Setting the Record Straight: 6 Common HPV Myths
HPV (Human Papillomavirus) is the most common sexually transmitted virus in the United States. However, some things you hear about HPV may not be true. Educate yourself with the facts below.
Myth: Only girls need to be vaccinated against HPV.
Fact: Both males and females between the ages of 9-26 should be vaccinated. Every year more than 9,000 men are affected by HPV-caused cancers.
Myth: A condom protects against HPV.
Fact: The HPV virus is spread through any kind of skin-to-skin contact (including oral sex) with an infected person. While wearing a condom reduces risk, areas not covered by a condom can spread the virus.
Myth: Getting the HPV vaccine causes girls to increase risky sexual behavior.
Fact: A recent study by Queen's University found that receiving the vaccine does not give girls a false sense of sexual security. Parental concerns about the HPV vaccination and promiscuity are unwarranted.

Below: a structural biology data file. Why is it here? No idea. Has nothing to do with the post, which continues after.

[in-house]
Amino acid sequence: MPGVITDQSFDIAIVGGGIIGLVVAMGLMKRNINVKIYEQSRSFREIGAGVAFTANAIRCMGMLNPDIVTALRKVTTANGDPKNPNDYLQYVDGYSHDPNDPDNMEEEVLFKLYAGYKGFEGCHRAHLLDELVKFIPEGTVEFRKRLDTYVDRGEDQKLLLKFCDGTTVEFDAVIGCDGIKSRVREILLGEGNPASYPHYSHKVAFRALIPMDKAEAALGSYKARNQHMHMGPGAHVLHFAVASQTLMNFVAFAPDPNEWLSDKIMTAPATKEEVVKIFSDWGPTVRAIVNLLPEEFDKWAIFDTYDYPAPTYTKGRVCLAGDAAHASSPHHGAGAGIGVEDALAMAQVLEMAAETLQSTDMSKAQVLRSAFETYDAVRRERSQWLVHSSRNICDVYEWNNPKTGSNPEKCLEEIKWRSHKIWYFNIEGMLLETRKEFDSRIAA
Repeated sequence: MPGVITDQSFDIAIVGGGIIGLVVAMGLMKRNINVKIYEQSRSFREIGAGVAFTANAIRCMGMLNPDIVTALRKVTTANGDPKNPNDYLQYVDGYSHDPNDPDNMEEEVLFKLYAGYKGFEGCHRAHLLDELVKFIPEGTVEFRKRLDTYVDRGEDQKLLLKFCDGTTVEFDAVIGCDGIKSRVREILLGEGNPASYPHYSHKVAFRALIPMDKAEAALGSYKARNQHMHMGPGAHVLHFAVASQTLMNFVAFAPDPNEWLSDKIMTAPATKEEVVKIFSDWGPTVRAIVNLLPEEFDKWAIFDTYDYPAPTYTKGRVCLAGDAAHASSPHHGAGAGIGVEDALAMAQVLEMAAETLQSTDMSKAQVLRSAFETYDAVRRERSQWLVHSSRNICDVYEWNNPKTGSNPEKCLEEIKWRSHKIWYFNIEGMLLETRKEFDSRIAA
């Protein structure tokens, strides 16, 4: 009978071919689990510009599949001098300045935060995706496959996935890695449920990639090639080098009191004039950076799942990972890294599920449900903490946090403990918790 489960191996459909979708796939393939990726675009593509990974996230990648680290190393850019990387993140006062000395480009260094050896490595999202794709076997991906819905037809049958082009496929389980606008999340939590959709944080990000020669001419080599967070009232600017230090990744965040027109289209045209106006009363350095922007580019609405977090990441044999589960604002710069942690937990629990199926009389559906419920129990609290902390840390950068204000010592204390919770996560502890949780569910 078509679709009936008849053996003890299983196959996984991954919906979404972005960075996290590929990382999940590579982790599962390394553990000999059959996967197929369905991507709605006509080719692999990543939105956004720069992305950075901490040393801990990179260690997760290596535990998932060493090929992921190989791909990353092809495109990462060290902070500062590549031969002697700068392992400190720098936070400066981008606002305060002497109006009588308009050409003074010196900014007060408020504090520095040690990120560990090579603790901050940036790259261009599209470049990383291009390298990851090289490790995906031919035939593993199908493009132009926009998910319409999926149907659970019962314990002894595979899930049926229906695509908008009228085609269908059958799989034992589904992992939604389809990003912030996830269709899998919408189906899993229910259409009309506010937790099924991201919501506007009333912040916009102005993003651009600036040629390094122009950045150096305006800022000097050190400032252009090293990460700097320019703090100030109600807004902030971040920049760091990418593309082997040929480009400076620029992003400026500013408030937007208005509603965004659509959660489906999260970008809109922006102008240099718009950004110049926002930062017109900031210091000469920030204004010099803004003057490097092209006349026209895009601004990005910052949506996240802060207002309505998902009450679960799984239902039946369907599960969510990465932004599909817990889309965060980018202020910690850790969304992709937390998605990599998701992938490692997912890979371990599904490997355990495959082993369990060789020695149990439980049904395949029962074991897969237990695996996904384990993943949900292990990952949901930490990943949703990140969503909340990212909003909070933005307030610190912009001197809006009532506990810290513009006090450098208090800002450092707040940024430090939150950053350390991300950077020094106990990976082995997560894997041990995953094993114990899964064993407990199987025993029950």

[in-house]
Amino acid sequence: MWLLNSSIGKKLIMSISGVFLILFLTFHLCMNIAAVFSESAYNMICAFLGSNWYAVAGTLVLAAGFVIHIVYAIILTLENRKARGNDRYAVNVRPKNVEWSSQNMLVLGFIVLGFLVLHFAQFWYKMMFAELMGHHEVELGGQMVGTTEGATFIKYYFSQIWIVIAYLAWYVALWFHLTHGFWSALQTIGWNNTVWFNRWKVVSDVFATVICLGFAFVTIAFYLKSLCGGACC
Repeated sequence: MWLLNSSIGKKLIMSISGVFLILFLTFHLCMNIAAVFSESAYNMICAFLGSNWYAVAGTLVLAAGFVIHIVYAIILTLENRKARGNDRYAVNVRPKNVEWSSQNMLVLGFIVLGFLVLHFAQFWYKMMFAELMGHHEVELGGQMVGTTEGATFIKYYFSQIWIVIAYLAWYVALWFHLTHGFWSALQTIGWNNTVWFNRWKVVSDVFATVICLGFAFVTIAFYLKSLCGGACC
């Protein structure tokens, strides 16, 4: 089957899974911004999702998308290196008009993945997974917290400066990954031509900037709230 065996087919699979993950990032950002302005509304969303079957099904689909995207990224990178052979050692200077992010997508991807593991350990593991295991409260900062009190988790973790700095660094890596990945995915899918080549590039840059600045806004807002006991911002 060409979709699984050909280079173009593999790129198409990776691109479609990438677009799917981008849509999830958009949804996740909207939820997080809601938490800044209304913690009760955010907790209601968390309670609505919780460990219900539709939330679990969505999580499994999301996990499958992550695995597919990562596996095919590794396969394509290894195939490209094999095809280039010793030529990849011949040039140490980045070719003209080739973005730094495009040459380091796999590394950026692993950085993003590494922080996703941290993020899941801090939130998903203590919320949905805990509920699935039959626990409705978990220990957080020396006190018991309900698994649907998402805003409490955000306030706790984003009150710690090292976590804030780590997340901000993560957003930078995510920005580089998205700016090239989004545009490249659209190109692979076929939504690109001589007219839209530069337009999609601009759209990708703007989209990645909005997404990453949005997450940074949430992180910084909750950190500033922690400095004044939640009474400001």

Myth: HPV is rare.
Fact: MOST people will be infected with HPV at some point in their lives. For most, the virus goes away on its own after several months. However, the infection can linger in your body for many years without showing symptoms before cancer develops.
Myth: HPV only causes cervical cancer.
Fact: While HPV is responsible for most cases of cervical cancer. it is also the leading cause of vaginal, vulvar, anal and penile cancers and causes a subset of cancers of the mouth/throat.
Myth: Getting one shot protects you somewhat.
Fact: Vaccination is highly effective, but that effectiveness is based upon receiving all three shots of the vaccine series.
For more information, view the CDC fact sheet on HPV.